Secret life of the wild | WWF South Africa

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Secret life of the wild

To celebrate World Wildlife Day on 3 March, here’s a glimpse of what goes on at WWF project and partner sites in the air, on land and in the sea, especially when the humans aren’t watching.

© Vergelegen Wine Estate
Bacardi is an adult male leopard that roams the Helderberg and Stellenbosch areas.

Leopards and other critters in the winelands

The Cape’s famous winelands are located in the midst of mountain fynbos and home to elusive creatures like this Cape leopard. Known to researchers as BM26 (Boland Male No. 26) or Bacardi, he was snapped on a camera trap at the Vergelegen Wine Estate near Somerset West at 8.30 in the morning.

In his prime, Bacardi is a dominant male with a very large home range encompassing the Helderberg basin and tracts of the Stellenbosch and Hottentots-Holland mountains, says Cape Leopard Trust’s Jeannie Hayward.

We’re delighted that Bacardi was photographed strolling through Vergelegen Wine Estate, one of WWF’s Conservation Champion wine farms which are recognised for their commitment to farming sustainably in one of the world's biodiversity hotspots.

Not all the animals that turn up at the camera traps are large and spotty. This little porcupine, hot-footing it across the frame with a tuber in its mouth, was caught in the act at another Conservation Champion farm, La Motte.

© La Motte
A porcupine with a tuber at La Motte, one of WWF's Conservation Champion wine estates.

Black rhinos after dark

WWF’s Black Rhino Range Expansion Project (BRREP) works to establish new populations of black rhino in areas where they can expand and breed.

Any evidence of a new birth, such as this tiny calf (below) snapped with its mother by a camera trap, is cause for celebration. The flagship WWF project has successfully established 11 new populations of black rhinos in South Africa and is planning more.

Although black rhinos are generally regarded as solitary, the BRREP team has come to realise they are more social than they are given credit for, as is evidenced by the second camera trap image. It's anybody’s guess what the topic of this waterhole conversation was. 

© WWF South Africa
A tiny black rhino calf from the Black Rhino Range Expansion Project emerges after dark with its mother
© WWF South Africa
A group of black rhinos socialising at a waterhole on one of the Black Rhino Range Expansion Project sites.

Aardvark surprise

When Jannie Groenewald, the resident ecologist at Haarwegskloof, noticed a disturbance at an active termite mound he had a pretty sharp idea of who the culprit might be.
 
Haarwegskloof is a WWF reserve for highly endangered Renosterveld vegetation and is managed by the Overberg Renosterveld Conservation Trust. Aardvark were thought to be locally extinct due to intensive crop farming in the area so everybody was delighted when this fellow turned up for a selfie.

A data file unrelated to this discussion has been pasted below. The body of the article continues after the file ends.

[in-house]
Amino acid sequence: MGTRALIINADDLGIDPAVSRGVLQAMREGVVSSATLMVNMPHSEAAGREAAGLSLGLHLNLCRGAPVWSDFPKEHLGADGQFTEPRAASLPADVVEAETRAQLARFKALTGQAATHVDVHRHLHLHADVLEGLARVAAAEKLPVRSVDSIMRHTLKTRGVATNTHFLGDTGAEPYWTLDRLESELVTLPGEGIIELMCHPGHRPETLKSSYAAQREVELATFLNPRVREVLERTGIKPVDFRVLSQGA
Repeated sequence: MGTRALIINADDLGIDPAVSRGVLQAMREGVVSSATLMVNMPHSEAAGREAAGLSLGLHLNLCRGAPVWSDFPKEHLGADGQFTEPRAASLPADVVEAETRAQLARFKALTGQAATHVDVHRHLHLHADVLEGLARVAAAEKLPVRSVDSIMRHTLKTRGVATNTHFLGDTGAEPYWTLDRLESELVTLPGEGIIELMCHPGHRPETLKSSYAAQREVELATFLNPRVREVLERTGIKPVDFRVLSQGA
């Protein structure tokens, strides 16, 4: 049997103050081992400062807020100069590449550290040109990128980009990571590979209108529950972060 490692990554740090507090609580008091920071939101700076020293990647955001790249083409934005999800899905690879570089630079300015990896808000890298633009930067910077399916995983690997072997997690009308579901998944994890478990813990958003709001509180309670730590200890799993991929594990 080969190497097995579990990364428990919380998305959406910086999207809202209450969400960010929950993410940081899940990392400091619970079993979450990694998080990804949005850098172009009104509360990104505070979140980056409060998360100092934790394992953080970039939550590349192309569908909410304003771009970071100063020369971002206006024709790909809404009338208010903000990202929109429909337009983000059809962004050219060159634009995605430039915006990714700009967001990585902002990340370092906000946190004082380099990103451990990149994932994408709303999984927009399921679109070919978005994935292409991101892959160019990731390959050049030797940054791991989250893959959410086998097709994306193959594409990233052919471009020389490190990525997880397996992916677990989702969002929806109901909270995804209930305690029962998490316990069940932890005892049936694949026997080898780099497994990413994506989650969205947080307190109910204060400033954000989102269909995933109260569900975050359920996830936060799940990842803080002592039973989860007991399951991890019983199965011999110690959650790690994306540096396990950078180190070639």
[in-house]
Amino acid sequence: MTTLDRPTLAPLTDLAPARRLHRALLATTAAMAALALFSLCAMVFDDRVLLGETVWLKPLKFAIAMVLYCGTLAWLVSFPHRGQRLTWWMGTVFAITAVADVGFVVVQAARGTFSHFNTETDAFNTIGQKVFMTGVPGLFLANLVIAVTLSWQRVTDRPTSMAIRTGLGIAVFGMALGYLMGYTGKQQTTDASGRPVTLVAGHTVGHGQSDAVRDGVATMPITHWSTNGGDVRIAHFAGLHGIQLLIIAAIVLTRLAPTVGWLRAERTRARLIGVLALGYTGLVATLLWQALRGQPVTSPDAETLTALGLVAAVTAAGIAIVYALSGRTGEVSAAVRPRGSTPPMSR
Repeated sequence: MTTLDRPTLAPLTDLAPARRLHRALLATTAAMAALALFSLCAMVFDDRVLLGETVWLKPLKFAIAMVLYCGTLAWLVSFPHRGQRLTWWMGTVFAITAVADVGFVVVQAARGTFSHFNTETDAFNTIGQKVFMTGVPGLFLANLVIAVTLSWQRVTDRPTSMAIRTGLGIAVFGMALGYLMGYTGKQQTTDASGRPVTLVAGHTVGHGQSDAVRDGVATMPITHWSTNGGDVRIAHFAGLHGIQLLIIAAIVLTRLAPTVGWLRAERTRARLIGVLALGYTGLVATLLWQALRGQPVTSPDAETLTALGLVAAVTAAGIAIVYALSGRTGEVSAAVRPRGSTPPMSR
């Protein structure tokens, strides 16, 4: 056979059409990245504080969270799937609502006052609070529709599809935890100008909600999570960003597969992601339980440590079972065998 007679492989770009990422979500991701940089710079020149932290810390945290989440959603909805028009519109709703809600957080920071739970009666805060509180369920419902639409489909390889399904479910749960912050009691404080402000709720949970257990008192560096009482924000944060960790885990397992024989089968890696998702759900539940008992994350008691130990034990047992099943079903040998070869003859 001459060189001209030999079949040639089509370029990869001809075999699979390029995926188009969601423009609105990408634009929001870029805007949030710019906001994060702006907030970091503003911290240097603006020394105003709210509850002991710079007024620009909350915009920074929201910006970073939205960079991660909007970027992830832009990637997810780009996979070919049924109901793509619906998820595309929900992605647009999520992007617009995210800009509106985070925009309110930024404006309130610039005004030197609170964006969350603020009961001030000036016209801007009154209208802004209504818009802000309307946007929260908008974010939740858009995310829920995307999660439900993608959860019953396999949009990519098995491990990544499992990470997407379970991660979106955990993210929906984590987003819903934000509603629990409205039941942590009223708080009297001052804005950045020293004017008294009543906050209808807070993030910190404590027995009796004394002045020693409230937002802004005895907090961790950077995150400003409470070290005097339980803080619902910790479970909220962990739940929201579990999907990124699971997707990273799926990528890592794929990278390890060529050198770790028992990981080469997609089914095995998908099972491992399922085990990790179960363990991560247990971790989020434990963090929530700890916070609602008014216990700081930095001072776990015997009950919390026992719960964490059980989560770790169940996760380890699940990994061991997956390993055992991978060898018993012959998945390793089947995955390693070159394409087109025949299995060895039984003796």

Now the challenge is to secure remnant corridors of this veld type so that the aardvark and the termites it depends on can survive and thrive.

© Overberg Renosterveld Conservation Trust
Aardvark caught on camera at Haarwegskloof, a WWF reserve to protect endangered Renosterveld.

Rare glimpse of vultures nesting

The Southern African Wildlife College is where many of Africa’s rangers and conservationists come to study their craft. Built on land donated to WWF for this purpose, the college lies about 10km outside the Kruger National Park near Hoedspruit.

During an aerial patrol over the property late last year, pilot Bruce McDonald spotted this white-headed vulture nest, a special sighting of a vulnerable species which is rarely seen outside of national parks.

Bruce’s picture proves that the college is not only an excellent outdoor classroom for the guardians of Africa’s natural environment but also a safe haven for wildlife.

© Southern African Wildlife College
White-headed vultures are rarely found outside of large reserves. This pair was photographed at the Southern African Wildlife College.

Into the deep

The 2019 theme for World Wildlife Day’s is “Life below water – for people and planet” – which is where the Baited Remote Underwater Videos (BRUVs) in the Kogelberg come into play.
 
In a novel partnership between scientists and community fishers, this WWF-funded project works with three local fishing communities in the Kogelberg to gather scientific information about marine life both inside and outside the Betty’s Bay marine protected area.
 
The fishers help to deploy the underwater cameras and two local youngsters have been trained to capture and analyse the data. This video clip shows a rig landing on a rocky seabed and fish being attracted to the bait canister. It not only provides scientific information in the interests of more sustainable fishing practices but also give us a magical glimpse of life below the water.

What is World Wildlife Day?

World Wildlife Day was proclaimed by the United Nations General Assembly (UNGA) in 2013 to celebrate and raise awareness of the world’s wild animals. 

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Andrea Weiss Photo
Andrea Weiss, Media Manager

Andrea loves all wild spaces and the wild animals and plants that call them home.

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